Home decor trends of 2015: shades of gold, mixing metallics, statement pieces | iNFOnews | Thompson-Okanagan's News Source

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Home decor trends of 2015: shades of gold, mixing metallics, statement pieces

The Puzzle collection (left to right) chandelier, mirror and table lamp by Jonathan Adler are shown in a handout photo. THE CANADIAN PRESS/HO-Jonathan Adler
January 21, 2015 - 3:11 PM

TORONTO - If you're stuck in a style rut and primed for a home makeover, it can be daunting to choose from the seemingly endless range of colours, furniture options and finishes available to create a cohesive look.

Renowned American designers Jonathan Adler and Thom Filicia and House & Home Media president Lynda Reeves will be dispensing decor wisdom at the Interior Design Show in Toronto, which runs Thursday through Sunday at the Metro Toronto Convention Centre.

The design gurus shared their personal picks for fresh ways to revive your interiors in 2015:


The designer, author and potter describes gold as "jewelry for your home," working well as either a neutral or a shimmering-style standout.

Adler has been basking in the golden glow by creating a vast array of decorative pieces designed to deliver warmth and shine, from glazed bowls and ornaments to accented porcelain Futura vases and gold-splattered wallpaper.

"Gold is like a one-way ticket to glamorous sparkle," Adler said. "It can be on your walls, on your furniture, it can be your furniture."

For those seeking a little less flash but still wanting to crank up the colour, Adler suggested embracing "springy touches" even during the height of wintry weather.

"I think a soft purple with gold always looks fab," he said.

While new decorative pillows are a quick, easy way to add texture and colour, Adler has another recommendation for a functional and fun addition: tiny tables.

"There should always be a tiny table next to every chair, sofa, anywhere. There should be a little something to plunk a cocktail on, and tiny tables are a great place to add a sculptural feel and a bit of flash."


More than ever, people are taking risks with combining different materials, said the designer and author.

"We're doing a lot of this in our product room. We're mixing a variety of different metals and finishes and really making it feel more collected and energetic and more interesting and more layered," said Filicia, who is using unlacquered brass and nickel fixtures in a home he's working on.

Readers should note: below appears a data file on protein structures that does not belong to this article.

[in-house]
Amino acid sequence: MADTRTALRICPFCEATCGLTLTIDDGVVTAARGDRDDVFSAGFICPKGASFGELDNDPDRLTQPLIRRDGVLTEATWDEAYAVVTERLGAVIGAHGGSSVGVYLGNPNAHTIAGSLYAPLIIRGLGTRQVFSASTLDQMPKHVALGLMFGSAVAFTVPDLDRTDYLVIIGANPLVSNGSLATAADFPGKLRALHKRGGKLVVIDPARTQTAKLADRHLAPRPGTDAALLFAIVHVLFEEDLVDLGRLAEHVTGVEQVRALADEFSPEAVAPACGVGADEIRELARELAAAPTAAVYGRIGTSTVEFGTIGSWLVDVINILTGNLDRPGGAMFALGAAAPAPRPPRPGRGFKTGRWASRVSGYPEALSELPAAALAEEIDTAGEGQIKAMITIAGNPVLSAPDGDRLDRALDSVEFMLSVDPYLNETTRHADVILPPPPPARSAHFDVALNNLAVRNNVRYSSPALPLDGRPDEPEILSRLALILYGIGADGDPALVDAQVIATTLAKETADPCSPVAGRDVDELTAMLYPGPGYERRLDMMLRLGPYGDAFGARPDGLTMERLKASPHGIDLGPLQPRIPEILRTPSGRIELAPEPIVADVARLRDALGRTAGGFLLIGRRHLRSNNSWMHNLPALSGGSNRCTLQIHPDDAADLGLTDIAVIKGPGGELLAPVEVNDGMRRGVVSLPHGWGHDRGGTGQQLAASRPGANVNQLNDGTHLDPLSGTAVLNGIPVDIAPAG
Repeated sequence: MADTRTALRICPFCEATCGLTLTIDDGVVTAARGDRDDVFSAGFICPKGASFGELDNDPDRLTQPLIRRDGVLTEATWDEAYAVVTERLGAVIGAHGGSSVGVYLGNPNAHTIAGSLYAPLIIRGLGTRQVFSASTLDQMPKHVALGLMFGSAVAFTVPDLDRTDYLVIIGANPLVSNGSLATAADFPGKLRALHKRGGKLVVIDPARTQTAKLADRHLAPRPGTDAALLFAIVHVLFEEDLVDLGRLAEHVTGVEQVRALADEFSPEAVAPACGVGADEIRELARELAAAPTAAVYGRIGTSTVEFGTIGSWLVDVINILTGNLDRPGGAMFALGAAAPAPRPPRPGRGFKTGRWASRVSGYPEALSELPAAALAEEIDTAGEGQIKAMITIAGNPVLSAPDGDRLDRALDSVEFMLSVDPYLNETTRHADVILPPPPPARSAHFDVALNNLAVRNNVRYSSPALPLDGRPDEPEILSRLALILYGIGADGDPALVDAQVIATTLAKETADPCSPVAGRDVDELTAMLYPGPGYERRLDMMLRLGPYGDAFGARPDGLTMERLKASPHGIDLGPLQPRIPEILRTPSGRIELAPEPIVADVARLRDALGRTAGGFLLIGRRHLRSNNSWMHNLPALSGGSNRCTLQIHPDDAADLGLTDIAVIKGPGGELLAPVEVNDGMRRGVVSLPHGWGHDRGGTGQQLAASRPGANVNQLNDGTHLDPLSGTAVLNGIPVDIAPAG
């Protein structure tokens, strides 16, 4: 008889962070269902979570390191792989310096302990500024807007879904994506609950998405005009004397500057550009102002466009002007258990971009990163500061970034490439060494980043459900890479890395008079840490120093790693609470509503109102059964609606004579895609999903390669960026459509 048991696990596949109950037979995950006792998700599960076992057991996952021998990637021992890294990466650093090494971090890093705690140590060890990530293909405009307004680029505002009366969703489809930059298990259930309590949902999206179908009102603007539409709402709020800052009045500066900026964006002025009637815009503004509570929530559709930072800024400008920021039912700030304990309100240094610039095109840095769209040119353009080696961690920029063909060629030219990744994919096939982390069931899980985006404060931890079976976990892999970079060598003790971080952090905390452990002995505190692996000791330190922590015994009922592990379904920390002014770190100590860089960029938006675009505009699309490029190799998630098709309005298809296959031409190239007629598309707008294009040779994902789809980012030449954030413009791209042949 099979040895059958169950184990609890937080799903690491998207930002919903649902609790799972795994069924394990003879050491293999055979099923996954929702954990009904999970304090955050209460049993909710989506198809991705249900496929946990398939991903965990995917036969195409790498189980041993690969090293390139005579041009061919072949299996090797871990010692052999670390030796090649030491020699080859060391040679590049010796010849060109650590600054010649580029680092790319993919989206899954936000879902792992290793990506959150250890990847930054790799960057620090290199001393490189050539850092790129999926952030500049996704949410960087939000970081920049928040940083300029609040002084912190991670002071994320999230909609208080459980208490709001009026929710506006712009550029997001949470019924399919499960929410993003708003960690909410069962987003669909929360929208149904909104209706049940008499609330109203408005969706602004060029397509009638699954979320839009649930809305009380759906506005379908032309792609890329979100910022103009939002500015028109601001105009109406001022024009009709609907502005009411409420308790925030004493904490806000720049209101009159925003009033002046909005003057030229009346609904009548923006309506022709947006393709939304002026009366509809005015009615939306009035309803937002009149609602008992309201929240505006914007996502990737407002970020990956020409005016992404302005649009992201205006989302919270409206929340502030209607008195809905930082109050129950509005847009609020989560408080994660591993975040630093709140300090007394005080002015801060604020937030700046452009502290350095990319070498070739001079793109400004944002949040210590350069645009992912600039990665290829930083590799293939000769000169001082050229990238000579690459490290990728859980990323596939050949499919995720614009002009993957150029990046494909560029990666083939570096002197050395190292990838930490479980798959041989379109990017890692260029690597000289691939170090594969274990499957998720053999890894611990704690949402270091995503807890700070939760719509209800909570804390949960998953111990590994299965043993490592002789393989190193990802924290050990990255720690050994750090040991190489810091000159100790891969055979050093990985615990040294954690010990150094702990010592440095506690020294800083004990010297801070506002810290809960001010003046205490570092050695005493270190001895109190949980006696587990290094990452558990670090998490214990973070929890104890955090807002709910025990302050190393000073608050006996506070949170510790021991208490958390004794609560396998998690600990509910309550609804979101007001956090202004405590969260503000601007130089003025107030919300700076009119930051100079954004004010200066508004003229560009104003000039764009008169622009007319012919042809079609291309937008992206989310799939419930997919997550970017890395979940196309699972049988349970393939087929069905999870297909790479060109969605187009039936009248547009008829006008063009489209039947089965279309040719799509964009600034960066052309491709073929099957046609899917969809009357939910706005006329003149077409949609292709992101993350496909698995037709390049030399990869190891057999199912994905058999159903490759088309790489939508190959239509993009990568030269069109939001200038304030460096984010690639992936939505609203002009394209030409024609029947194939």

"Basically, what you're doing is you're trying to create a dialogue ... between the metals in allowing it to feel co-ordinated but still a little bit loose.

"It's really about being thoughtful about how you mix it so that it doesn't feel like you're matching every single element."

Filicia is currently a big fan of blue and green hues, and said he sees people seeking out fresh, crisp colours versus earthier, muddied tones which once populated the palette.

Filicia also described a movement away from geometrics as a go-to pattern to those with a more organic feel, be it tie-dye or batik, an ancient art of using wax and dye as way to decorate fabric.

Filicia also said he's seeing a desire to incorporate statement pieces that "exude architecture," which may be lacking in more simply designed newer homes.

"It's nice to have these statement pieces that bring that detail and that interest into the space," he said.

He suggested the addition of a console as a statement piece. Whether it features clean lines or more decorative embellishments, Filicia said the mid-sized table offers versatility.

"It's not terribly expensive and it's just got a lot of personality," said Filicia.

"It feels fun, it feels historical. It could go from a loft in town to a federal style house in the country."


The House & Home magazine founder said the days of following a set formula in home decor are long gone as increasingly confident consumers embrace individual style.

"They don't mind going out on a limb and taking a chance and mixing two things — just as we do with our wardrobe," Reeves said.

When individuals go bold with patterned tiles or floor coverings, Reeves said they should pare down the rest of their surroundings.

"You have to figure out where your focal point is going to be," she said.

"It's either your walls with art, or your floor with decorative carpeting or tiles. Or, you can do a complete neutral envelope and then your emphasis can be on pattern on your furniture. But it can't be more than one or two of those things or it'll start to compete."

Reeves said she sees big, modern contemporary statement fixtures — such as multi-armed chandeliers — as a standout trend, as well as large pieces of bold, graphic art.

As for people living in or moving into smaller spaces, Reeves said they should eschew the notion of having to buy similarly-sized furniture.

"You should be buying the sofa you want to live with for the next three apartments and putting it in your small space now and moving it to a bigger space later. And you should be investing in the best sofa you can find, because that's going to stay with you for a long time. And then on the trend pieces — like the throw pillows and the little fun side tables and the funky lamps — that's where you go cheap," she said.

"You're better to buy furniture that's your size, that suits you. Forget about how big the room is. I believe that."

— Follow @lauren_larose on Twitter






News from © The Canadian Press, 2015
The Canadian Press

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